John Laforet is the Principal at Broadview Strategy Group, a communications firm with offices in Halifax and Toronto and British Columbia.
His firm works with a wide range of clients on public relations, government relations, marketing and creative design challenges and opportunities.
Prior to founding Broadview, John had worked at Queen’s Park as a political staffer, served a riding association President, managed a not-for-profit advocacy organization and was the Field Manager of a national public opinion research firm. Laforet has delivered guest lectures on citizen participation in government approvals processes at the University of Toronto, on grassroots lobbying and earned media strategies at Guelph-Humber and the impact of community acceptance on government decision-making at McMaster.
Laforet has been active in politics since his early teens and addressed at the Empire Club of Canada when he was 25 years old.
Minimum wage workers in Ontario will be earning 31.5 per cent more by 2019 for doing the same jobs they are today. Not surprisingly, many business owners are concerned about the implications this massive increase in their costs will have on their business.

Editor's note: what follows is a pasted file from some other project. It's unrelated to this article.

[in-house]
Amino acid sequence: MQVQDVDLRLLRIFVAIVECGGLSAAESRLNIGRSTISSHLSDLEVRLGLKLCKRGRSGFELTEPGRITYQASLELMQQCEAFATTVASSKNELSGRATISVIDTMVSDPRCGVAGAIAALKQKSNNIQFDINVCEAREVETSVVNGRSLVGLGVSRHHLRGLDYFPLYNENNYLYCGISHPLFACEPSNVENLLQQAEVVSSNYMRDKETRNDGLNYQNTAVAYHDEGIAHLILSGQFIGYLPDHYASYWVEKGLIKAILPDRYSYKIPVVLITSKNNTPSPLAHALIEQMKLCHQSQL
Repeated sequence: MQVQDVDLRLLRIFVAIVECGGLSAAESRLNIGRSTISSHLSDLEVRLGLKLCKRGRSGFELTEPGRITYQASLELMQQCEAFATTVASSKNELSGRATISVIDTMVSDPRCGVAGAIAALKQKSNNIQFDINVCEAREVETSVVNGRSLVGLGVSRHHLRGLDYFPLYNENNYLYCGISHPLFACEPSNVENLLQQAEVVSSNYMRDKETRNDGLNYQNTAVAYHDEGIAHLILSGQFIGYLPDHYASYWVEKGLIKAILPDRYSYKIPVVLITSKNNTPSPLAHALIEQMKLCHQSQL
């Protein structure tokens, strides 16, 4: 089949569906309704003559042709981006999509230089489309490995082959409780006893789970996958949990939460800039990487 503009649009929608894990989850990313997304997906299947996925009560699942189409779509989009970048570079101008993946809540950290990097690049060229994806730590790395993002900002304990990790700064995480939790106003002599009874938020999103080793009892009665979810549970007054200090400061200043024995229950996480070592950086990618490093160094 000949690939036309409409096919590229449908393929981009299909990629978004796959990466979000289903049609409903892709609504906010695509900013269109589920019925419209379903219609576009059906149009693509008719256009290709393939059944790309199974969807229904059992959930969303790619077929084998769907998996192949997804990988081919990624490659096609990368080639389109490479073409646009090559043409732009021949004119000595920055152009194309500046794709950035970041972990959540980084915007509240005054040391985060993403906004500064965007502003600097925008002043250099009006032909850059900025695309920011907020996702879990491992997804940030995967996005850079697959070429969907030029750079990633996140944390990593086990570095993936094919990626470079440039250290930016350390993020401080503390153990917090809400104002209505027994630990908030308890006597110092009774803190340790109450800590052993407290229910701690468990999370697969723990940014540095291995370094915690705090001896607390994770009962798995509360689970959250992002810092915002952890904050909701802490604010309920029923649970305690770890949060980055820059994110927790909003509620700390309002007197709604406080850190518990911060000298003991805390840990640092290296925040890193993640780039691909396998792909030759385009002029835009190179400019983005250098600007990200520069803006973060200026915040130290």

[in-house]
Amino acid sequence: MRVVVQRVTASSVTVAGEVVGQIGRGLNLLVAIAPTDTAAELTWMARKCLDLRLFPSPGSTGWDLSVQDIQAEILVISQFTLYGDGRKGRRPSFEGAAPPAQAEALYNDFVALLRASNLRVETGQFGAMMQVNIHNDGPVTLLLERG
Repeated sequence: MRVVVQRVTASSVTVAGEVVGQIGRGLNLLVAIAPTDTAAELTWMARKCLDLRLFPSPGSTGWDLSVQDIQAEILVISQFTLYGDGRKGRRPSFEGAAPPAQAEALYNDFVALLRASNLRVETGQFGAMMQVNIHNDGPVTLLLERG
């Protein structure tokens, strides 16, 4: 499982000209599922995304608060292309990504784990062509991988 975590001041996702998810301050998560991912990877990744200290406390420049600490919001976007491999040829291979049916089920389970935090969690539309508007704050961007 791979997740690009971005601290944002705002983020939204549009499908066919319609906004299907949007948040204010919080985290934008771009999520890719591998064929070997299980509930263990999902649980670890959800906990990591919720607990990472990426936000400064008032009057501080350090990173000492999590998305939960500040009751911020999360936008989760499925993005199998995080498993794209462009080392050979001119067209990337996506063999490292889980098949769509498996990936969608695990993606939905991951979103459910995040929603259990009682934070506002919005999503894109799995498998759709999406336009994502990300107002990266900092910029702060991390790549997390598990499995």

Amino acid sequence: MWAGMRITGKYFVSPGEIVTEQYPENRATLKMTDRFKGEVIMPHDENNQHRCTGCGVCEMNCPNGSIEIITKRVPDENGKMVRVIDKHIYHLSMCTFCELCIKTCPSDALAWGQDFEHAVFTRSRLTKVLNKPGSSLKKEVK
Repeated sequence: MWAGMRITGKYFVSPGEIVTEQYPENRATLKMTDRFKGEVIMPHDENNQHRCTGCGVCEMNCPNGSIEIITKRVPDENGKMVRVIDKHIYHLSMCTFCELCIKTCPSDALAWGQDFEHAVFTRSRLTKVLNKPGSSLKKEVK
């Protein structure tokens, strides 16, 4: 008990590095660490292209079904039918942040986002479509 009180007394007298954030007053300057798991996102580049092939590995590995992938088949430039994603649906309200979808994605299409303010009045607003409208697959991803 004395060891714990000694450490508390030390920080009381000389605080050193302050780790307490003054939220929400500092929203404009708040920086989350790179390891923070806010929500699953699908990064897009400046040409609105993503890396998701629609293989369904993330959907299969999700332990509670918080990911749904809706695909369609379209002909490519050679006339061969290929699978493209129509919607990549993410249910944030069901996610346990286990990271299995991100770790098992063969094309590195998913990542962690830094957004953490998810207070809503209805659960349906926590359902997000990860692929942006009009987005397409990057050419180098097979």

Electricity is not a new electoral issue for Ontario Liberals. Here are some ideas Wynne can implement today that would address the chronic oversupply of expensive and unreliable electricity in the grid, lower prices for consumers, and keep prices competitive.
The Ontario Liberals should never have added the provincial portion of the HST to hydro bills in 2010, and a temporary rebate to bring down hydro bills is not the answer. Instead of continuing to manage our electric grid and economy based on the political fortunes of the corrupt Ontario Liberal Party, it is time for the government to get real about doing the right thing for a change.
This isn't about whether hunting is good or bad, and at this stage, it can't be. This is about whether Canada is prepared to allow sanctimonious activists to have the absolute right to tell everyone else how to live their lives, and run their businesses, issue by issue as they see fit.
With NextEra as a major player in Ontario's wind energy business along with Siemens (who has the distinction of paying the largest fine ever under the Foreign Corrupt Practices Act) and Samsung (with it's own scandals), one has to wonder whether the government knew who they were inviting into the province when they opened the flood gates under the Green Energy Act in 2009.
It seems, based on Ontario Environment and Climate Change Minister Glen Murray's actions, that the task of saving Ontario's honey bees is now an exercise in throwing out ideas without any concern for the impact it will have on saving the bees, or the broader consequences. Here's one he has not considered: ban cellphone use.